[BHE Sunday]: Classics, Poetry, and A little bit of Everything


Iphigene here.

I have entered book stores and come out of them empty handed for quite some time now. There is no need for book buying diets as the urge to accumulate books no longer exist. What used to be a compulsion that has made me ever willingly carry the label bibliophile over the years has been replaced by the art of curating.

Curate [n. kyoo r-it; v. kyoo-reyt, kyoo r-eyt] [n. kyoo r-it; v. kyoo-reyt, kyoo r-eyt] -to pull toge-ther, sift through, and select for presentation, as music or website content

The difference in subtle, the difference between the bibliophile and the curator lies in the purpose. The bibliophile in me goes to a book store, scans through its shelves and waits for a book I can buy. The curator goes to a book store in search of a specific book, title or collection.

These subtle change came from my desire to re-educate myself in classics, poetry and literary fiction. I missed reading classics or books that challenge not only my opinions, but my command of my second language as well as my ability to understand the nuances of a novel. I miss the combination of study and leisure that reading provides.

These days, it takes time for me to accumulate books. I do so, slowly. When a title in a book store attracts me, I take note of it, go home and research about it. These days, I find myself re-visiting those books I never dared to read—books that seem too big, too complex and just way over my head. Now, I tackle them with curiosity. The curator in me now seeks books to add to my library, obscure stories from a favorite author, literature I have been curious about but too intimidated to read, and books that feed my soul more than just my curiosity.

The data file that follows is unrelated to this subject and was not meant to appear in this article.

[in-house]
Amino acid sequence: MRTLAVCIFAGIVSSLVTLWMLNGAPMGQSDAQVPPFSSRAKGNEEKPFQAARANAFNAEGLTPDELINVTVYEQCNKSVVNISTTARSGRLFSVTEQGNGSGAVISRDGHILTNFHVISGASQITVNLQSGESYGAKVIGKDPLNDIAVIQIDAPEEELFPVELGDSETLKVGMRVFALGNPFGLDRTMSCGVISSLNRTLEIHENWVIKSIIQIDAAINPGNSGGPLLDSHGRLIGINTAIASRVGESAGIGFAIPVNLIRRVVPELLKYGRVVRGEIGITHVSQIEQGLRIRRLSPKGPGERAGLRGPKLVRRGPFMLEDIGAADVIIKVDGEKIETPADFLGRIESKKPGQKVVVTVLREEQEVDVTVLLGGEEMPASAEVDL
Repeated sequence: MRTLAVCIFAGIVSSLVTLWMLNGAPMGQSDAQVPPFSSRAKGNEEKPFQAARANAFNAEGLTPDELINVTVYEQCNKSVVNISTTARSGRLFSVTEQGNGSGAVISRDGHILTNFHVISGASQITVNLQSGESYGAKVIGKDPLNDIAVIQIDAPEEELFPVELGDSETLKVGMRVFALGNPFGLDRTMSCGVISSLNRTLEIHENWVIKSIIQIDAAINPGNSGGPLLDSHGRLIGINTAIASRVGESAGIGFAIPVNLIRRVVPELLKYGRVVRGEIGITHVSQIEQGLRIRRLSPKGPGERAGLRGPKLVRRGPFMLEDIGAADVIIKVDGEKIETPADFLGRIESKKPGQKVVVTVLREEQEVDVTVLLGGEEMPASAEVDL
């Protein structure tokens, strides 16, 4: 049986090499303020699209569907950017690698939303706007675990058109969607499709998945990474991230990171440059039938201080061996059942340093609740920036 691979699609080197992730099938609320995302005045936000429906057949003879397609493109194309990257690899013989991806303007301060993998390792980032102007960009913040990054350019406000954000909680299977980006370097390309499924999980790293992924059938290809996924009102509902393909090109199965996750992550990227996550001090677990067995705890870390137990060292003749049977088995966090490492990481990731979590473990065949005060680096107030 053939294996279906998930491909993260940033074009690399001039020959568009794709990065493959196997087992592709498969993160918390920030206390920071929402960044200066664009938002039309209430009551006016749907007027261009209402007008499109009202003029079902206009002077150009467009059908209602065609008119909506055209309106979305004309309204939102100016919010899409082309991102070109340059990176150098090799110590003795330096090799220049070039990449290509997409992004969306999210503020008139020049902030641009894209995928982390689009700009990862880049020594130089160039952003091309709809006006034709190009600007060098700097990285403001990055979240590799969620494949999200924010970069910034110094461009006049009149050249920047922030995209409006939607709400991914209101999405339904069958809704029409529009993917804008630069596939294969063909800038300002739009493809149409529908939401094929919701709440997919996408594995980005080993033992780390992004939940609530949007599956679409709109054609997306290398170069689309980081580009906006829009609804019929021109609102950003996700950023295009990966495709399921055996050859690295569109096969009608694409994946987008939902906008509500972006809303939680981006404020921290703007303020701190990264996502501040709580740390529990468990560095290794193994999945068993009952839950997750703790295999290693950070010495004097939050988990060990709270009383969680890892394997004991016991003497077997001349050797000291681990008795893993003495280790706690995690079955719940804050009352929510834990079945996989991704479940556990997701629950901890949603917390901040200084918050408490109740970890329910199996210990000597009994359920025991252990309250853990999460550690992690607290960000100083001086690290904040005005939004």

My BHE post for today is a reflection of that attempt to transition from a book hoarder (bibliophile) to a curator. Compulsion or Impulse has been replaced by thoughtful deliberation. Each book I have here was bought at different times and through a couple of month.

  1. Lady Susan by Jane Austen: A lesser known story about a Coquette. I love Jane Austen. I buy any story they publish of hers.
  2. Mindfulness & The Art of Anger Management by Mike Fisher: I’m a psychologist. I have a lot of angry patients.
  3. On Solitude by Michel de Montaigne: His the father of the Modern Day Essay. Alain de Botton loves him as an essayist. I love Alain de Botton.
  4. Beauty by Robin McKinley: I needed a fairy tale re-telling. This was one. I was happy with it.
  5. Utopia by Thomas More: Before dystopian novels, there was utopia. Need I explain?
  6. The Many Woods of Grief by Lucas Farrell: I’m always looking out for poets I haven’t read.
  7. Risking Everything by Rodger Housden: 101 Poems on Love and Revelation. Mary Oliver. Poetry. No further explanation should be needed.
  8. Literary Essay by Sarte: Because its Sarte.
  9. Poem Making by Myra Cohn Livingston: I wanted to exercise some poetic muscle.
  10. Fingersmith by Sarah Waters: I heard really good reviews of this book for quite some time now. I wanted to try it out.
  11. Colm Toibin: I have heard a lot about this author, never read his work but this collection of short stories seems a lovely way to start.

Are you a hoarder or a curator? What books have you recently purchased? Have you read any of the books on today’s post? 

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